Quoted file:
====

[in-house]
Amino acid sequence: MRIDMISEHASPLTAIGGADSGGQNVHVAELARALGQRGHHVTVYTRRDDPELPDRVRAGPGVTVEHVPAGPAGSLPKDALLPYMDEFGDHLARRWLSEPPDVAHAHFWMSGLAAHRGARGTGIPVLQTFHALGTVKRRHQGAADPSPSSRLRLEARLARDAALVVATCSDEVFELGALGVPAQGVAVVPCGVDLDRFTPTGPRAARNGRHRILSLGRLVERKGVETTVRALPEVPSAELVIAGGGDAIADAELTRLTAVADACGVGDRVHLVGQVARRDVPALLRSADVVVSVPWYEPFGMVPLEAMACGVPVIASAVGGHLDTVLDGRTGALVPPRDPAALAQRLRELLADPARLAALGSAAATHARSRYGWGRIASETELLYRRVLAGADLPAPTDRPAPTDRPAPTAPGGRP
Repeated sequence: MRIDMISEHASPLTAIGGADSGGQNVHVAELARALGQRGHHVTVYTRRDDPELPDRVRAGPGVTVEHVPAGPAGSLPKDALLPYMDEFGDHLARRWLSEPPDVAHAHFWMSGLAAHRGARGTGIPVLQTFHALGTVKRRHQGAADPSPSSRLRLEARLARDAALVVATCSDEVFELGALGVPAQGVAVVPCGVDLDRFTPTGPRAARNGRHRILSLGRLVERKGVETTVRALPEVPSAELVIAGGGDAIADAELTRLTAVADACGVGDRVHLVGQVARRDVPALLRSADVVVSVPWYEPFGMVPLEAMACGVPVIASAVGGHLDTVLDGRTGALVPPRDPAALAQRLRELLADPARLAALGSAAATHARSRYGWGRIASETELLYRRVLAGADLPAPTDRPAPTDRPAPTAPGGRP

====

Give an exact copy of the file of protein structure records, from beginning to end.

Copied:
[in-house]
Amino acid sequence: MRIDMISEHASPLTAIGGADSGGQNVHVAELARALGQRGHHVTVYTRRDDPELPDRVRAGPGVTVEHVPAGPAGSLPKDALLPYMDEFGDHLARRWLSEPPDVAHAHFWMSGLAAHRGARGTGIPVLQTFHALGTVKRRHQGAADPSPSSRLRLEARLARDAALVVATCSDEVFELGALGVPAQGVAVVPCGVDLDRFTPTGPRAARNGRHRILSLGRLVERKGVETTVRALPEVPSAELVIAGGGDAIADAELTRLTAVADACGVGDRVHLVGQVARRDVPALLRSADVVVSVPWYEPFGMVPLEAMACGVPVIASAVGGHLDTVLDGRTGALVPPRDPAALAQRLRELLADPARLAALGSAAATHARSRYGWGRIASETELLYRRVLAGADLPAPTDRPAPTDRPAPTAPGGRP
Repeated sequence: MRIDMISEHASPLTAIGGADSGGQNVHVAELARALGQRGHHVTVYTRRDDPELPDRVRAGPGVTVEHVPAGPAGSLPKDALLPYMDEFGDHLARRWLSEPPDVAHAHFWMSGLAAHRGARGTGIPVLQTFHALGTVKRRHQGAADPSPSSRLRLEARLARDAALVVATCSDEVFELGALGVPAQGVAVVPCGVDLDRFTPTGPRAARNGRHRILSLGRLVERKGVETTVRALPEVPSAELVIAGGGDAIADAELTRLTAVADACGVGDRVHLVGQVARRDVPALLRSADVVVSVPWYEPFGMVPLEAMACGVPVIASAVGGHLDTVLDGRTGALVPPRDPAALAQRLRELLADPARLAALGSAAATHARSRYGWGRIASETELLYRRVLAGADLPAPTDRPAPTDRPAPTAPGGRP